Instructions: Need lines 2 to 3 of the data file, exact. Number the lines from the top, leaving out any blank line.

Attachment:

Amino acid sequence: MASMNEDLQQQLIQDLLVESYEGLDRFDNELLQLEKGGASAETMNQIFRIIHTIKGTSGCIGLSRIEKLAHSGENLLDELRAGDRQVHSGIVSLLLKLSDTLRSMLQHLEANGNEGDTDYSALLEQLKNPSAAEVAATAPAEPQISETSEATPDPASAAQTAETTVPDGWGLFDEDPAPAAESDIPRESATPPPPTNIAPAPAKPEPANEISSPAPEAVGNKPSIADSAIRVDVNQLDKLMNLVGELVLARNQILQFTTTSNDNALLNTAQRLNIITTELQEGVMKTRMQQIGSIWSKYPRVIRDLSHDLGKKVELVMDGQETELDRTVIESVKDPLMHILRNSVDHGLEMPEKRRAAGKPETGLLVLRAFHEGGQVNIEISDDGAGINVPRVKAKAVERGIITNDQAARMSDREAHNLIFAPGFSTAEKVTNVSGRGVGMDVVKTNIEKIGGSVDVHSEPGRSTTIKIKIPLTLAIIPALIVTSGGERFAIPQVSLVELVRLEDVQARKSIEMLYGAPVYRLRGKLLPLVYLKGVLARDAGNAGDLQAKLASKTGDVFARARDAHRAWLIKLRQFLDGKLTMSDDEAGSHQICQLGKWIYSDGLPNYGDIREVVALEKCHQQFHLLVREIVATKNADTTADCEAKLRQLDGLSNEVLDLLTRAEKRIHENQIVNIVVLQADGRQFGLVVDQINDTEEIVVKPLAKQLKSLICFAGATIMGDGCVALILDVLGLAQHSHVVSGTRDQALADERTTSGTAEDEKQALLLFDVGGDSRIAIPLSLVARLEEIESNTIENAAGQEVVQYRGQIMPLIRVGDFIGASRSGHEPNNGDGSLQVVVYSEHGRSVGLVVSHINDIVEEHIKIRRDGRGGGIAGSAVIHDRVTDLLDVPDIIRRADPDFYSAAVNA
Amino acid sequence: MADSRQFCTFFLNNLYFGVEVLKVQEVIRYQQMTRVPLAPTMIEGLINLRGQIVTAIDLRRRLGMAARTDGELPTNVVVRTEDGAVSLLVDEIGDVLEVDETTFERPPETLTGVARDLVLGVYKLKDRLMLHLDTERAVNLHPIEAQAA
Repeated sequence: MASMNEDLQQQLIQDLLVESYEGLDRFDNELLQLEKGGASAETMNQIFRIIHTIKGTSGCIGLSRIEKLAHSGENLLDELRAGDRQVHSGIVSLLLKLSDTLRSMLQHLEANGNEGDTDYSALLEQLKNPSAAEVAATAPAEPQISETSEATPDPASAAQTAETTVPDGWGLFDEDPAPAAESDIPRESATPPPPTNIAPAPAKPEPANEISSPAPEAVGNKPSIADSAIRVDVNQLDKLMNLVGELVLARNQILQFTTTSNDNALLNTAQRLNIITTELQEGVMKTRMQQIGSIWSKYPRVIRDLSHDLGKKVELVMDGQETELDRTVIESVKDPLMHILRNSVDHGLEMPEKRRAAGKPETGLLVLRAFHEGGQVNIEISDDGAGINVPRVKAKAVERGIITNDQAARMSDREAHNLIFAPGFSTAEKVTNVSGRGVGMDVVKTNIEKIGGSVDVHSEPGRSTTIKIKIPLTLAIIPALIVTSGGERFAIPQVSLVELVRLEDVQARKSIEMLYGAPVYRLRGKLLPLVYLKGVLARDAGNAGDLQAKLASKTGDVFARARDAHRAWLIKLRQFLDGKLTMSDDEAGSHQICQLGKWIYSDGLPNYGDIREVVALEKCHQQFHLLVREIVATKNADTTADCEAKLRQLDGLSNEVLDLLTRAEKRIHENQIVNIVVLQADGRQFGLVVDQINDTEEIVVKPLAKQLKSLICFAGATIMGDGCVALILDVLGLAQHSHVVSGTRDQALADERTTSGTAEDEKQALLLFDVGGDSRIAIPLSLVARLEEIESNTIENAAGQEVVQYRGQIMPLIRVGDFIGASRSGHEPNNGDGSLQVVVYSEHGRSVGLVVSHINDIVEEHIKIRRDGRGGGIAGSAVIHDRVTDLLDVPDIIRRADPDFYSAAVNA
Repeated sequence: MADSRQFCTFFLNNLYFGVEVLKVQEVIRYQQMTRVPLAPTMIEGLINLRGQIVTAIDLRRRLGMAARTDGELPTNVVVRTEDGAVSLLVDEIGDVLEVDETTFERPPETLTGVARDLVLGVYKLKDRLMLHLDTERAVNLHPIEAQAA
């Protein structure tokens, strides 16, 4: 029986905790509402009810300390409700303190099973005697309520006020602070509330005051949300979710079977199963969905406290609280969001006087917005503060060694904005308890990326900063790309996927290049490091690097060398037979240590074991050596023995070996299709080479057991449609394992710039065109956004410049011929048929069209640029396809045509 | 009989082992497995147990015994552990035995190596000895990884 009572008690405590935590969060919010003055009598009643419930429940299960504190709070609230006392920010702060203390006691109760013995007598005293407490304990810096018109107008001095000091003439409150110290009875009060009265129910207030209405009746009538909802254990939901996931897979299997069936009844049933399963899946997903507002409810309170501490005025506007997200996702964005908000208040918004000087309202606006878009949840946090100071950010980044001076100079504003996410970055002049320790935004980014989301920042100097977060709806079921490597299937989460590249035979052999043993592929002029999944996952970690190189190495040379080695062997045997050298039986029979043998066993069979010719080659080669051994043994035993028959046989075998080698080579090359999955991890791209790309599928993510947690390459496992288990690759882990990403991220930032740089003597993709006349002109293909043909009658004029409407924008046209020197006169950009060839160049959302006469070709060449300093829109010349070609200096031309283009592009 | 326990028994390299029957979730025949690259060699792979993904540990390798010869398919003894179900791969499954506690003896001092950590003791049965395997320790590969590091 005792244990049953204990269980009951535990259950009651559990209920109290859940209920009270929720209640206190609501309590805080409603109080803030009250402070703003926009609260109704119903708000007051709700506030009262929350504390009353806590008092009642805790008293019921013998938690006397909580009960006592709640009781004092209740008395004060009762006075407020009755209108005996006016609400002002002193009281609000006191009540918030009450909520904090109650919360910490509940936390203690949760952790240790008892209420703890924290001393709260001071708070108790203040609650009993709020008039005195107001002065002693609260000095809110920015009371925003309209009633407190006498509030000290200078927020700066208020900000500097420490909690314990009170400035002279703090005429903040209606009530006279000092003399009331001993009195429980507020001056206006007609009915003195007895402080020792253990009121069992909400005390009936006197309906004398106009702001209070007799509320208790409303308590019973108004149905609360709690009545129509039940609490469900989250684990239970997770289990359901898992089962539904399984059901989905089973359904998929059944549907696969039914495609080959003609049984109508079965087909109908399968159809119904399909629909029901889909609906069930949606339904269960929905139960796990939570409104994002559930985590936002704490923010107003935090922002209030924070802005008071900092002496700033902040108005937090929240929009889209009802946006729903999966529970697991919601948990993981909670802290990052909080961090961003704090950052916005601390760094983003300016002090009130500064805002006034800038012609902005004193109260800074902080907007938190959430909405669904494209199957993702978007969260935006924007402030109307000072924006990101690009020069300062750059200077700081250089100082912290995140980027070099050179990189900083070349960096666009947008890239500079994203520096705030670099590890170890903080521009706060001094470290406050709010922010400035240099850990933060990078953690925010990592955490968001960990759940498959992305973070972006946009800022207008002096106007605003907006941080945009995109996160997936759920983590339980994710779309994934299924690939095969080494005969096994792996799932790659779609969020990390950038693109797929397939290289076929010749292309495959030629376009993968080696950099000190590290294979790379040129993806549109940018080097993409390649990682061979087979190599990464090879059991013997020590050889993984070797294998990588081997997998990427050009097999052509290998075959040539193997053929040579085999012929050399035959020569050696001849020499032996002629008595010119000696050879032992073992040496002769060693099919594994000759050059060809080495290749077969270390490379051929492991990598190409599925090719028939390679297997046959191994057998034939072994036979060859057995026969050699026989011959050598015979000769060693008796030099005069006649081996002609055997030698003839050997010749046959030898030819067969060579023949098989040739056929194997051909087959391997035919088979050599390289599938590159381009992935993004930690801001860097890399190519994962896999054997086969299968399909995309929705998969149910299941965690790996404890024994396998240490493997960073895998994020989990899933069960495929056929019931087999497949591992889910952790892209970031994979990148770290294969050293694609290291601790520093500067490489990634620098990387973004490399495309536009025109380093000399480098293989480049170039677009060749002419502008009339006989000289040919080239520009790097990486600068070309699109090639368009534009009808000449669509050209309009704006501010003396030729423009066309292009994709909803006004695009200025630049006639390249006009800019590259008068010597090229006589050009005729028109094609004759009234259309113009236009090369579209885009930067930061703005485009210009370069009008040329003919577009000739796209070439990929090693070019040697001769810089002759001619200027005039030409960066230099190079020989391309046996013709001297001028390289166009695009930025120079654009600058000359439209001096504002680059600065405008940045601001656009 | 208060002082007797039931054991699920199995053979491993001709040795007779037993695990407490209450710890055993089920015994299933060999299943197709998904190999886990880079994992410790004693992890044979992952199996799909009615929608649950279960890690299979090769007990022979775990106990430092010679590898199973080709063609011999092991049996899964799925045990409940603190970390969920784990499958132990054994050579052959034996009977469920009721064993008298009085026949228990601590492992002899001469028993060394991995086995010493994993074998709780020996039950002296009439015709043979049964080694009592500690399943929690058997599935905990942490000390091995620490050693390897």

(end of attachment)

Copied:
Amino acid sequence: MADSRQFCTFFLNNLYFGVEVLKVQEVIRYQQMTRVPLAPTMIEGLINLRGQIVTAIDLRRRLGMAARTDGELPTNVVVRTEDGAVSLLVDEIGDVLEVDETTFERPPETLTGVARDLVLGVYKLKDRLMLHLDTERAVNLHPIEAQAA
Repeated sequence: MASMNEDLQQQLIQDLLVESYEGLDRFDNELLQLEKGGASAETMNQIFRIIHTIKGTSGCIGLSRIEKLAHSGENLLDELRAGDRQVHSGIVSLLLKLSDTLRSMLQHLEANGNEGDTDYSALLEQLKNPSAAEVAATAPAEPQISETSEATPDPASAAQTAETTVPDGWGLFDEDPAPAAESDIPRESATPPPPTNIAPAPAKPEPANEISSPAPEAVGNKPSIADSAIRVDVNQLDKLMNLVGELVLARNQILQFTTTSNDNALLNTAQRLNIITTELQEGVMKTRMQQIGSIWSKYPRVIRDLSHDLGKKVELVMDGQETELDRTVIESVKDPLMHILRNSVDHGLEMPEKRRAAGKPETGLLVLRAFHEGGQVNIEISDDGAGINVPRVKAKAVERGIITNDQAARMSDREAHNLIFAPGFSTAEKVTNVSGRGVGMDVVKTNIEKIGGSVDVHSEPGRSTTIKIKIPLTLAIIPALIVTSGGERFAIPQVSLVELVRLEDVQARKSIEMLYGAPVYRLRGKLLPLVYLKGVLARDAGNAGDLQAKLASKTGDVFARARDAHRAWLIKLRQFLDGKLTMSDDEAGSHQICQLGKWIYSDGLPNYGDIREVVALEKCHQQFHLLVREIVATKNADTTADCEAKLRQLDGLSNEVLDLLTRAEKRIHENQIVNIVVLQADGRQFGLVVDQINDTEEIVVKPLAKQLKSLICFAGATIMGDGCVALILDVLGLAQHSHVVSGTRDQALADERTTSGTAEDEKQALLLFDVGGDSRIAIPLSLVARLEEIESNTIENAAGQEVVQYRGQIMPLIRVGDFIGASRSGHEPNNGDGSLQVVVYSEHGRSVGLVVSHINDIVEEHIKIRRDGRGGGIAGSAVIHDRVTDLLDVPDIIRRADPDFYSAAVNA